A beautiful, wealthy young party girl drops out of Radcliffe in 1965 and heads to New York to become Holly Golightly. When she meets a hungry young artist named Andy Warhol, he promises to make her the star she always wanted to be. And like a super nova she explodes on the New York scene only to find herself slowly lose grip on reality...Written by
The scene with Mary Elizabeth Winstead was shot after principal photography had taken place. Her character, Ingrid Superstar, was hired and promoted by Warhol as an intentional parody of Edie, after their falling-out. See more »
Evocative But Frustratingly Elliptical Look at Andy Warhol's Factory and the Sad Party Girl in the Middle
For the concerted effort Sienna Miller puts into her searing portrayal of Warhol protégé and underground celebrity Edie Sedgwick, it would have been rewarding to experience a film that matches her unbridled dramatic impact. Unfortunately, director George Hickenlooper, primarily a documentary filmmaker, seems more focused on eye-catching cinematic techniques - a deliberately artsy mix of overtly dramatic images, grainy film stock and slow-motion photography - than honest character development in this highly fictionalized 2007 account of her brief life. The result feels energetic but ultimately rather cursory in the way he depicts the Manhattan party scene in the mid-1960's, in particular, the Factory, where Warhol let his coterie of drug-addicted fame-seekers gather to make virtually unwatchable films that reflect their constant state of ennui.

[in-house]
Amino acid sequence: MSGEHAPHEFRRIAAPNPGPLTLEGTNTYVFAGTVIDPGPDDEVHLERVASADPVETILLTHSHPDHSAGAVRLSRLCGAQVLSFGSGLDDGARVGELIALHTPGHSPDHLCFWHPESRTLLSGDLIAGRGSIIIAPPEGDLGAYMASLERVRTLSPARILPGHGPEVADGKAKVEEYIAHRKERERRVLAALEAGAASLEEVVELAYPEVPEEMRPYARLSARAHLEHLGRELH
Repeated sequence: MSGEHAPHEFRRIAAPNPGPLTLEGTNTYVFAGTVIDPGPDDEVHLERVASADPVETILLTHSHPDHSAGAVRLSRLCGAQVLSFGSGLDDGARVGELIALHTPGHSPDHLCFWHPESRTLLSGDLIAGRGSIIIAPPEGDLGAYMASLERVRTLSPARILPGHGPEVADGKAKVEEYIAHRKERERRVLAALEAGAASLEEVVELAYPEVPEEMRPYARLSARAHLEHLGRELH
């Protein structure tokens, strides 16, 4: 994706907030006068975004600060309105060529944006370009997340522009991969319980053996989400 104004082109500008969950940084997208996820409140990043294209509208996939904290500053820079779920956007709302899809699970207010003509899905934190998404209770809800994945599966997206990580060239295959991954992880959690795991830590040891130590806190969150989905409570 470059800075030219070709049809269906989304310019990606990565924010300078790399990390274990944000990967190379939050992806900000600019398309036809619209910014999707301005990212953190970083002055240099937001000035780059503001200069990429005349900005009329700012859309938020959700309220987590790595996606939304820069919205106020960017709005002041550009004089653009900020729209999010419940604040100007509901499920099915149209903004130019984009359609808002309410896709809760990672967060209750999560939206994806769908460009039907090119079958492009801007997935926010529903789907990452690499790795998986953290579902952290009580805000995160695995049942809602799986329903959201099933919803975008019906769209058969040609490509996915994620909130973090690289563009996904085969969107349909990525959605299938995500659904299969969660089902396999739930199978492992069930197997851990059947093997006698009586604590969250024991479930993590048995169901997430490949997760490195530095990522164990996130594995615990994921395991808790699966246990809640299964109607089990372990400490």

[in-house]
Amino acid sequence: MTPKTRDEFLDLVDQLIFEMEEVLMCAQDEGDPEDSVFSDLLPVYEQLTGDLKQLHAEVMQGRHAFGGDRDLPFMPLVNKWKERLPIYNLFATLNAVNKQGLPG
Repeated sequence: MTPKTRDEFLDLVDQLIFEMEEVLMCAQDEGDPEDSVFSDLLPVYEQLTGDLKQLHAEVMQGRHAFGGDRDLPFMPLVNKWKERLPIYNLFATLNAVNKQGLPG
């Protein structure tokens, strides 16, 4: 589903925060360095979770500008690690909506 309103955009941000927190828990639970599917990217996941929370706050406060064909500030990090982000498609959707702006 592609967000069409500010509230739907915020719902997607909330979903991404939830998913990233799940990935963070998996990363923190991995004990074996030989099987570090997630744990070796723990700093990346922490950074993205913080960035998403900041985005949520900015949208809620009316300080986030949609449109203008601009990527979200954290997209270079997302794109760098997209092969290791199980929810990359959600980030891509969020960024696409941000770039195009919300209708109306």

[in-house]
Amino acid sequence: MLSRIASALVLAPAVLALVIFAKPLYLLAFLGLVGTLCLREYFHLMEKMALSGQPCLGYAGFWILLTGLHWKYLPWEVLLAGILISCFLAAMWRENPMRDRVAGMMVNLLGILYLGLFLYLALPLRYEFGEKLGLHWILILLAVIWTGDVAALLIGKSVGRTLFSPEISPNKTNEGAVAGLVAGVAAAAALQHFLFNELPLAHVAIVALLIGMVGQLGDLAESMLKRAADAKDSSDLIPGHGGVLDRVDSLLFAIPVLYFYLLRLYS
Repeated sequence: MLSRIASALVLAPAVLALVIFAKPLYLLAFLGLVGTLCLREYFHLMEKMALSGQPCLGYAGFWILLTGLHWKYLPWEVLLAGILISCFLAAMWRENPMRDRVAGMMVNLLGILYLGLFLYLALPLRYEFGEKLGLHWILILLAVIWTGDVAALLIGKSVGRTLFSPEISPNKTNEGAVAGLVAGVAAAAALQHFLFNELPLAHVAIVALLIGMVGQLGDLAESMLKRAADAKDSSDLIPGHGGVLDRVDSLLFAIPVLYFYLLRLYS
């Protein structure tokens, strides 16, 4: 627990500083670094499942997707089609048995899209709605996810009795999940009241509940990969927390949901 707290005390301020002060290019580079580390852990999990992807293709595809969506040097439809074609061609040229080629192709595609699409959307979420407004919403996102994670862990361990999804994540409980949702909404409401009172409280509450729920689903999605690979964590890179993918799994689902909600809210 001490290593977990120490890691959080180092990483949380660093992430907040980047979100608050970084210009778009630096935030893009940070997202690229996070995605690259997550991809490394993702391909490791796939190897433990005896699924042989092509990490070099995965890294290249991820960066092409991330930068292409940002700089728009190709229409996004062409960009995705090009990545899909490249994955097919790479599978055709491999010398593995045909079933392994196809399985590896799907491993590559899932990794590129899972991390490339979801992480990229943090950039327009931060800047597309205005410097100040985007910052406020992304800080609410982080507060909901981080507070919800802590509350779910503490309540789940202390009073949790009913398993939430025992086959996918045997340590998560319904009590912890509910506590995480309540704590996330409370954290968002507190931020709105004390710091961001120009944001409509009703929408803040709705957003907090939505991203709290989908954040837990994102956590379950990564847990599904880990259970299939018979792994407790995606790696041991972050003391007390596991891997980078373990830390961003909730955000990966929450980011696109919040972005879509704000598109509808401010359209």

With her big raccoon eyes, pre-punk hairdo and flashing smile, Miller bears such a striking resemblance to the real-life Sedgwick that she carries much of the film by the sheer will of her character's Holly Golightly-like sense of exalted self-worth. But like Holly, Sedgwick lacked talent to sustain a film career, and the script leaves Miller to her own devices in connecting us with her character's tormented psyche amid her escalating drug use. On the upside, Guy Pearce accurately captures the discomfiting public image of Warhol down to the familiar narcissistic indifference and manipulative shyness, but his character gradually recedes into the background. At first, Hayden Christensen comes across as amateurish and unintentionally amusing as a Bob Dylan doppelganger, especially since he makes a feeble attempt at capturing the singer's recognizable speech cadences. Just as he manages to transcend the awkwardness of the character's intrusion into the story, he also disappears making his impact in Sedgwick's life feel rather fleeting.
Even though the cryptic screenplay by Captain Mauzner, Aaron Richard Golub and Simon Monjack conveniently paints Warhol and the faux-Dylan as polarizing figures pulling at Sedgwick's soul, the story really comes down to her own inner demons. The problem is that she remains oddly elliptical throughout, and Hickenlooper seems satisfied with leaving us with an impressionistic view of a person who barely warrants our attention forty years later. Among the supporting players, there are quite a familiar faces - Ileana Douglas as Vogue editor Diana Vreeland, Jimmy Fallon as Sedgwick's confidante Chuck Wein, Tara Summers as fellow Warhol protégé Brigid Berlin, Mena Suvari as Brigid's sister Richie, Edward Herrmann as the family attorney, Mary Kate Olsen as a partygoer. However, none of them are given any opportunity to shine.
28 of 38 people found this review helpful.
Was this review helpful to you?
| Report this